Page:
Speaking yesterday at IUMI’s annual conference in Tokyo, chairman of the association’s Ocean Hull Committee, Mark Edmondson reported a 10% reduction in global premiums from 2015 to US$7bn
“Reduction in asset values and a general decrease in vessel activity are having a significant impact on premium income”, he said. “The OSV fleet alone has around a third of capacity laid-up with little prospect of those vessels coming back online anytime soon”.
In general, Edmondson was upbeat about an improving risk profile citing the work that IUMI was undertaking with Class, through IACS, to improve technical standards. He was keen for the insurance sector and class to maintain a close partnership. Similarly, insurers and regulators should continue a dialogue and the recent Polar Code was presented as a useful example of how new regulations could assist underwriters.
The improved risk profile was further strengthened by the current benign claims environment. Major casualties continued to fall in 2016 although Edmondson highlighted a worrying increase in collision claims caused through human error in 2016. He expressed concern that expertise on the bridge might not be keeping pace with advances in bridge technology.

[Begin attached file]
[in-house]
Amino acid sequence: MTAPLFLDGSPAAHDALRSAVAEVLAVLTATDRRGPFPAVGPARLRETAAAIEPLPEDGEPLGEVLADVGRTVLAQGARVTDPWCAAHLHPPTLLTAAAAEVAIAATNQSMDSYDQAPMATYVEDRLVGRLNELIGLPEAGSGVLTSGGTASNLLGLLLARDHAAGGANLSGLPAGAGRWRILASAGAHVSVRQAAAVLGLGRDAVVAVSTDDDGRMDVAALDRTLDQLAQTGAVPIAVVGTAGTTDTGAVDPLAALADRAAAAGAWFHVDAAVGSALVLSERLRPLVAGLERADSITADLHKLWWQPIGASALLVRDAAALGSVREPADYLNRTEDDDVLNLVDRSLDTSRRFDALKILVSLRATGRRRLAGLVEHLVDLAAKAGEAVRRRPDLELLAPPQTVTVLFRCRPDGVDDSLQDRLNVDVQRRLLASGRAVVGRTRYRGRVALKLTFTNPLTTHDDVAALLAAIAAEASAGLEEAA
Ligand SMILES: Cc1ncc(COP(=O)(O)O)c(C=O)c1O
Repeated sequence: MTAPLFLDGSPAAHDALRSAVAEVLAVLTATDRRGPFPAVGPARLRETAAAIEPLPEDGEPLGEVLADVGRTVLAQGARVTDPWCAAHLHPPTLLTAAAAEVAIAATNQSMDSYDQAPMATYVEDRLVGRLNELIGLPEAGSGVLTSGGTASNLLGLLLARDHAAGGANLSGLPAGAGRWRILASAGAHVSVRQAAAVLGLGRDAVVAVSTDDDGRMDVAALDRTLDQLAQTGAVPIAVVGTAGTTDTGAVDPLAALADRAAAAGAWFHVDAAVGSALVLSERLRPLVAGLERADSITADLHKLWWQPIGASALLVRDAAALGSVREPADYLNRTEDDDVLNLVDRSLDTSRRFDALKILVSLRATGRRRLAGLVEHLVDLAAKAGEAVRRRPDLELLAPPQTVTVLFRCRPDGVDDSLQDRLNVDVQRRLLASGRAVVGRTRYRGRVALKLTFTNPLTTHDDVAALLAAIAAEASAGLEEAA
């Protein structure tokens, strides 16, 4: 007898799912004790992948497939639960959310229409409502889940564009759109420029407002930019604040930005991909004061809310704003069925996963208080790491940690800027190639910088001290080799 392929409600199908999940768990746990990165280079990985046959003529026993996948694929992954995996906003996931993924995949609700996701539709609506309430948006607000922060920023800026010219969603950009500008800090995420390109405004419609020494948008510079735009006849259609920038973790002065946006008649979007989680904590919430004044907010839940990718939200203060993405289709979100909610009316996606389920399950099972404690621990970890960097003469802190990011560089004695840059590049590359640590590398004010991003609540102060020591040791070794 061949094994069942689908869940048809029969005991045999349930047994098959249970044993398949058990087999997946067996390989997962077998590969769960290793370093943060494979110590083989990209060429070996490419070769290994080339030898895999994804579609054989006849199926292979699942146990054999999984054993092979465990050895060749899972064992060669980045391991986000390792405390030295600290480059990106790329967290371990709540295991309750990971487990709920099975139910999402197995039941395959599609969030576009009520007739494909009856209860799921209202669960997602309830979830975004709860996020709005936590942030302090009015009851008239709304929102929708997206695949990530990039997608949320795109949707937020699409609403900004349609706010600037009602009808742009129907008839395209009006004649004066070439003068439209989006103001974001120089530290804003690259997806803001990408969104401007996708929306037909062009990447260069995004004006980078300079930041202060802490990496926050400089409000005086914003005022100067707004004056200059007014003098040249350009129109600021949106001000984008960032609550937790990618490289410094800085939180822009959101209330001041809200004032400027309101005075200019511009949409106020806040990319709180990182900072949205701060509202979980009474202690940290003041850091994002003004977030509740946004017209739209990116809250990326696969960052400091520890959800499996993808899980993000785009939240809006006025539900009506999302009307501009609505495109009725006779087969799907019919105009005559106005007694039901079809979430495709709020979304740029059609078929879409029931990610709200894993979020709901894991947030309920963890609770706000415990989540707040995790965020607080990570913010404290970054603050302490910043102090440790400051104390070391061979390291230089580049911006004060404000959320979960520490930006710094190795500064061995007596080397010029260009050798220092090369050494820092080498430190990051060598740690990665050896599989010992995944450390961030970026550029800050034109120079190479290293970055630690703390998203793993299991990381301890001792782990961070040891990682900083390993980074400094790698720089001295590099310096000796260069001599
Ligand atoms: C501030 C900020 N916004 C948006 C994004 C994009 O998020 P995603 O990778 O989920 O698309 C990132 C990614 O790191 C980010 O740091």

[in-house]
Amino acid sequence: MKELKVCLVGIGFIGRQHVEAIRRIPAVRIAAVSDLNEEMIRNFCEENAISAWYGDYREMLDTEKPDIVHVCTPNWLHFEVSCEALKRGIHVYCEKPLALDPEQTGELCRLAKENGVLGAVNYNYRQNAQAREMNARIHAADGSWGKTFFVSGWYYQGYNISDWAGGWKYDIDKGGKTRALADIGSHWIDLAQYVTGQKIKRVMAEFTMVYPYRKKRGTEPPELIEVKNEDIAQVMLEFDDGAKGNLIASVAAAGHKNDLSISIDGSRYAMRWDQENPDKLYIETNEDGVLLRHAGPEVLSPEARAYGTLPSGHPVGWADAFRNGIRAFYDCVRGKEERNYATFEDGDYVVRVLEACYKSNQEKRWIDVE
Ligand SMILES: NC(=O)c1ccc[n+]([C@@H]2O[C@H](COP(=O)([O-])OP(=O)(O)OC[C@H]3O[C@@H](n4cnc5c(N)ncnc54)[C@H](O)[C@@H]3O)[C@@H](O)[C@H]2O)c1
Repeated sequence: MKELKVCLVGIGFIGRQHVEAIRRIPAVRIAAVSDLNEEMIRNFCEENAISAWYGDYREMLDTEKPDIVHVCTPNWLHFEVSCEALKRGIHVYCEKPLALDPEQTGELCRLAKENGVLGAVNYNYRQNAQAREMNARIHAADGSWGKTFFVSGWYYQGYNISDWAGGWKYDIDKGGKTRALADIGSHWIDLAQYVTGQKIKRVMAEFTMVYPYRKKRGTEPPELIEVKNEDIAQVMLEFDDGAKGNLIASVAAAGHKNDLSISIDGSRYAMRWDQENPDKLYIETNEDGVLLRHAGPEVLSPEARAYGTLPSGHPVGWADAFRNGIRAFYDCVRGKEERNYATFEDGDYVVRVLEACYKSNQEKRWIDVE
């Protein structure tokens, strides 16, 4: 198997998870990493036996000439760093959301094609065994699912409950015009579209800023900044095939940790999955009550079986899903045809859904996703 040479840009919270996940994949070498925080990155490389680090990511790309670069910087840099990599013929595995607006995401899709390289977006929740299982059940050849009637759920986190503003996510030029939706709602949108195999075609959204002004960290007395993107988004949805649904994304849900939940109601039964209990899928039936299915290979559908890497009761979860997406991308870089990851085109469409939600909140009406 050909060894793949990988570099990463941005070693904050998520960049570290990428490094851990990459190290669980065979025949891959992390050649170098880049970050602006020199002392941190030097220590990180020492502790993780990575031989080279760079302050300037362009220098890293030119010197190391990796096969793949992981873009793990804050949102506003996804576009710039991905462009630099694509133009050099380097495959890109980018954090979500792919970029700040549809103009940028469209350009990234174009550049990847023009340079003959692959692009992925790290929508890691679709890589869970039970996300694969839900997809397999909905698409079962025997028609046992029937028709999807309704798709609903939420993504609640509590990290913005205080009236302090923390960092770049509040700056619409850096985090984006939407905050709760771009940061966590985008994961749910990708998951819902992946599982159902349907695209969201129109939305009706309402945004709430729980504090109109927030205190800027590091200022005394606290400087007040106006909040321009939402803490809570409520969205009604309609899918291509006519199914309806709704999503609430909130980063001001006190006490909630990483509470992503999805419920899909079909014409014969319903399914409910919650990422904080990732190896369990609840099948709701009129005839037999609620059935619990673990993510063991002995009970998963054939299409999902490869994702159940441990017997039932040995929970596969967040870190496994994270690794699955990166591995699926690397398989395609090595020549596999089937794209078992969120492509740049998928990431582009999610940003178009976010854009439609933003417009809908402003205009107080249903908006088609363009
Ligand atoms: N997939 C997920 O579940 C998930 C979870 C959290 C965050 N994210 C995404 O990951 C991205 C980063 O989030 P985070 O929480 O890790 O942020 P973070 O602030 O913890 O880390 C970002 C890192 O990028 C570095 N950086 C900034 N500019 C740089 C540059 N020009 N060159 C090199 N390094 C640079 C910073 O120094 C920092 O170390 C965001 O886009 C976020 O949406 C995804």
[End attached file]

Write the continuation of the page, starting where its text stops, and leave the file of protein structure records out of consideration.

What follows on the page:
Despite a better risk profile, Edmondson highlighted a number of areas that had the potential to impact the ocean hull sector:
“Cyber-security continues to move up the risk register”, he said. “This is a fast-moving landscape and, as underwriters, we need to understand its likely impact. Clause 380 is our standard exclusion clause, but it has never been tested in law. Similarly, new techniques for surveying and monitoring continue to be developed, and the onward march of digitization is seemly relentless. We need to fully understand these developments and use them to our advantage. Underwriters should not be used as simply a way to fund R&D activities for the shipping industry”.
New technologies were driving the introduction of unmanned and autonomous vessels – this was another activity that had moved faster than originally anticipated and one that was expected to have a significant impact on marine insurance in future years.
As always the insurance industry’s internal conflicts continue to have a deleterious effect on the bottom line.
Over-capacity remains a market feature but traditional distribution is being challenged as carriers seek to access business locally through their own offices or managing agents, or simply by spreading distribution into the wholesale market. Additionally, it was reported that – for some more prominent markets – facilitization was becoming a major feature, promoting a covert increase in available capacity.